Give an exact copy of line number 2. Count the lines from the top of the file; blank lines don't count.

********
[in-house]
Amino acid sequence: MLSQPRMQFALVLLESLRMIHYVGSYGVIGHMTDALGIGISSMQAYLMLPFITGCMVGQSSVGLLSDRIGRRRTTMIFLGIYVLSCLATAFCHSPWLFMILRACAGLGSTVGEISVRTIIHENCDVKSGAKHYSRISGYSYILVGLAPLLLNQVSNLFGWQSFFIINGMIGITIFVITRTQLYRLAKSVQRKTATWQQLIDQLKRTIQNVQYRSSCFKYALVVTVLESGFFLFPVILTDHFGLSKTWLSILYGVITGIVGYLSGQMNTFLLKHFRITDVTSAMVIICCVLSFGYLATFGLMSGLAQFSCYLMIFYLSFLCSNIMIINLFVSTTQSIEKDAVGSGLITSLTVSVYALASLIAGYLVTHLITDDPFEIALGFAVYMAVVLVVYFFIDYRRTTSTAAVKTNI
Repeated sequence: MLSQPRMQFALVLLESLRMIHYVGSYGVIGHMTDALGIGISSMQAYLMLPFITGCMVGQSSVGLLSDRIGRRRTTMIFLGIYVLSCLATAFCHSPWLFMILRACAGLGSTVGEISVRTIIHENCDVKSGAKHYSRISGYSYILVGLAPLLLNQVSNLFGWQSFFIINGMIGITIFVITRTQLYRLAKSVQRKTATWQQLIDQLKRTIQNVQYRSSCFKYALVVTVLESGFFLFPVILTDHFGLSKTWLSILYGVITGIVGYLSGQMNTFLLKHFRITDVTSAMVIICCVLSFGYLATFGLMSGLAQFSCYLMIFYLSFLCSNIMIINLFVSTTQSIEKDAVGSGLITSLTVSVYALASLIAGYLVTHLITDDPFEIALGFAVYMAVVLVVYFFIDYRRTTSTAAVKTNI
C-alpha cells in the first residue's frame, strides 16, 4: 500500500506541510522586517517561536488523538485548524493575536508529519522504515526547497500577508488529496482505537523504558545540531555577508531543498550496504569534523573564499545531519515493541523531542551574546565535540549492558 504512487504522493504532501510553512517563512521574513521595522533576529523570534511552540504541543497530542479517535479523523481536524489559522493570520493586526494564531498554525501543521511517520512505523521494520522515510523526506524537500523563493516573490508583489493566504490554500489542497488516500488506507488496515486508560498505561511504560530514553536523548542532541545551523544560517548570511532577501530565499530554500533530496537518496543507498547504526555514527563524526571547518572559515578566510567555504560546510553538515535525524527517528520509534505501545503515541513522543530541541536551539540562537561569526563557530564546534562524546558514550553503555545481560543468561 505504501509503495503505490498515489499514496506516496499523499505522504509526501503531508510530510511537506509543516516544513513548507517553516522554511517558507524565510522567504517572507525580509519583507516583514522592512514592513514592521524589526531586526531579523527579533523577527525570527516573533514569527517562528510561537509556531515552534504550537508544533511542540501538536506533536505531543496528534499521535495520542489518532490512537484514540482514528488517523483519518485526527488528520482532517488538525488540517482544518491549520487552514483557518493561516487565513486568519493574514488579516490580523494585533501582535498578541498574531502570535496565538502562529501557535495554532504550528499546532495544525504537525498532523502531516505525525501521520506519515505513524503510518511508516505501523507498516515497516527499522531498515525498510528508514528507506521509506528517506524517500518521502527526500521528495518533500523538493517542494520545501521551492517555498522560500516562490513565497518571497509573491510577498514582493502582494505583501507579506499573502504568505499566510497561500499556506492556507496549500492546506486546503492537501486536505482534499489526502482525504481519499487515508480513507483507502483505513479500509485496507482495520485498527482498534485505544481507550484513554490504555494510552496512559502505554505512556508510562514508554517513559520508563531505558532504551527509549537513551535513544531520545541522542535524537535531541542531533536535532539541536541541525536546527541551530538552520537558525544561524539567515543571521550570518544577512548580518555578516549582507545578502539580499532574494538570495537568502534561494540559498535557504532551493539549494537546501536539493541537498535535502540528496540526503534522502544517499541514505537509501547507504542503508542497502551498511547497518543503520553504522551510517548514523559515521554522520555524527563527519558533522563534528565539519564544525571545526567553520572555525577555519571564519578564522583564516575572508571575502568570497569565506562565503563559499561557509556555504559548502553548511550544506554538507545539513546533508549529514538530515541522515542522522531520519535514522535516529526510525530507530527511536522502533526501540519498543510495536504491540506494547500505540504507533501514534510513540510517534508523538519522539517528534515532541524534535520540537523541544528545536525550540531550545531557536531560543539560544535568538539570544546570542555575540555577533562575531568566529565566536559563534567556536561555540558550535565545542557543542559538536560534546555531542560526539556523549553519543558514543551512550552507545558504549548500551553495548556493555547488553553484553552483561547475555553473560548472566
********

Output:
Amino acid sequence: MLSQPRMQFALVLLESLRMIHYVGSYGVIGHMTDALGIGISSMQAYLMLPFITGCMVGQSSVGLLSDRIGRRRTTMIFLGIYVLSCLATAFCHSPWLFMILRACAGLGSTVGEISVRTIIHENCDVKSGAKHYSRISGYSYILVGLAPLLLNQVSNLFGWQSFFIINGMIGITIFVITRTQLYRLAKSVQRKTATWQQLIDQLKRTIQNVQYRSSCFKYALVVTVLESGFFLFPVILTDHFGLSKTWLSILYGVITGIVGYLSGQMNTFLLKHFRITDVTSAMVIICCVLSFGYLATFGLMSGLAQFSCYLMIFYLSFLCSNIMIINLFVSTTQSIEKDAVGSGLITSLTVSVYALASLIAGYLVTHLITDDPFEIALGFAVYMAVVLVVYFFIDYRRTTSTAAVKTNI